Peninsula COVID-19 cases climb to 10

Equipment, tests in short supply

PORT ANGELES — Four new cases of the COVID-19 virus were confirmed in Clallam and Jefferson counties Saturday.

The positive test results bring the total number of confirmed cases as of Saturday up to 10 on the North Olympic Peninsula, with six in Jefferson County and four in Clallam County.

While confirmed cases begin to creep up on the Peninsula, public health officers predict that personal protection equipment for health care professionals will run out in a month. Tests also are in short supply.

Dr. Allison Unthank, Clallam County health officer, said one of the new patients in Clallam County is a woman in her 40s and the other is a woman in her 60s. One patient was exposed to another patient who had been previously diagnosed. Another woman was exposed to the virus in King County.

Neither woman is hospitalized.

“They are both home and doing well in isolation,” Unthank said Saturday. She also said one of the previous patients has completely recovered from the virus.

Jefferson County Health Officer Dr. Tom Locke said the two new cases are both women, one in her 70s and another in her 20s. One happened from out-of-county contact and the other was a local transmission.

Neither of the Jefferson County women are hospitalized.

Locke warned both of the new cases in Jefferson County were discovered from tests taken a week ago. Jefferson County has 223 tests pending, so he expects numbers to start rising, especially of cases being locally transmitted.

“We anticipated this. It’s moving through the community. We’re in the early stages of in-county transmission. Expect more and more of these cases,” Locke said.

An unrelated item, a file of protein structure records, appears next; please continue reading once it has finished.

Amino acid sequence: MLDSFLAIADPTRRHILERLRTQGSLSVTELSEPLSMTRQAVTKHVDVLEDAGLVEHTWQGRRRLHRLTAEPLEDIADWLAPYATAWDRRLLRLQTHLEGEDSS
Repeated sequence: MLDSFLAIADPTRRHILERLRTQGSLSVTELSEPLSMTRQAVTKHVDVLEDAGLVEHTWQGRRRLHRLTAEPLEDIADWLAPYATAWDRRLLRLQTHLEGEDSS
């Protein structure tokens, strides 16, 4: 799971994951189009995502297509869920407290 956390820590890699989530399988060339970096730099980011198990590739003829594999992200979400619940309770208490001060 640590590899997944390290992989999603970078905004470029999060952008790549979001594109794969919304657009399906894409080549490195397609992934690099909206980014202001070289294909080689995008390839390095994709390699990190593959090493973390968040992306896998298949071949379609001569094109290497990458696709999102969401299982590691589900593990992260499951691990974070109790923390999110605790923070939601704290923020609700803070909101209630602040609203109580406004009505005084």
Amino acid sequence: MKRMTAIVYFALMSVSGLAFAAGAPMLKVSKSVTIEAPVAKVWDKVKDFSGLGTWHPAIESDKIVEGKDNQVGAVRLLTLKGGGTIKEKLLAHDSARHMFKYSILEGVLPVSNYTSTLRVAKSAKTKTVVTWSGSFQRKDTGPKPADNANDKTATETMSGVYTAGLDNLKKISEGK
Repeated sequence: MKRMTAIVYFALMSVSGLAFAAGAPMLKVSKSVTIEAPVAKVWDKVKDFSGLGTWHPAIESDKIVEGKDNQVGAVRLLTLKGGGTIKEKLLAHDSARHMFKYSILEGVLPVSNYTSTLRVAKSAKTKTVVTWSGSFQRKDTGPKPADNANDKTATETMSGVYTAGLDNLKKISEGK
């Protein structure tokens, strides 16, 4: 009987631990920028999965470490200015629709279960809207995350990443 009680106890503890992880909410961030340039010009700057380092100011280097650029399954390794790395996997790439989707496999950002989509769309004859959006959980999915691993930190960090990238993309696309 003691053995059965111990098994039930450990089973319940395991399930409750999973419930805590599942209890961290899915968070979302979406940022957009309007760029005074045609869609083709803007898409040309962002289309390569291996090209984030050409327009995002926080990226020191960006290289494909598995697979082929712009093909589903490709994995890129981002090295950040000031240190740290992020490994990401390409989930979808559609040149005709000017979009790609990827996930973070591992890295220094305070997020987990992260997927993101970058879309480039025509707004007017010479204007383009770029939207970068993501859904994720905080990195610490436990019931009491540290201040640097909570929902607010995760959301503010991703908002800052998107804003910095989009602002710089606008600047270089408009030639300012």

There are no updates on the weekend on the total number of COVID-19 tests that have been done.

Investigation of contacts continues.

Health officials in both counties do not release information about the COVID-19 patients’ hometowns or other information about their identities.

As of Friday morning, 146 COVID-19 tests had been conducted in Clallam County, with 58 negative and 86 pending.

In Jefferson County, 332 residents had been tested, with 105 negative results and 223 pending.

A patient who was isolated for 12 hours last week at the Clallam County jail included a woman who was arrested Wednesday for investigation of driving under the influence and possession of a controlled substance and who showed cold symptoms, Chief Corrections Deputy Wendy Peterson said Friday.

The woman said her son had recently been to China, Peterson said.

The woman, who was cleared for incarceration at Olympic Medical Center before being returned to the jail, was examined by Unthank, who tested her for the virus and ordered her to be in quarantine at her home while awaiting the test results, Peterson said.

The woman has an April 30 court appearance on the charges.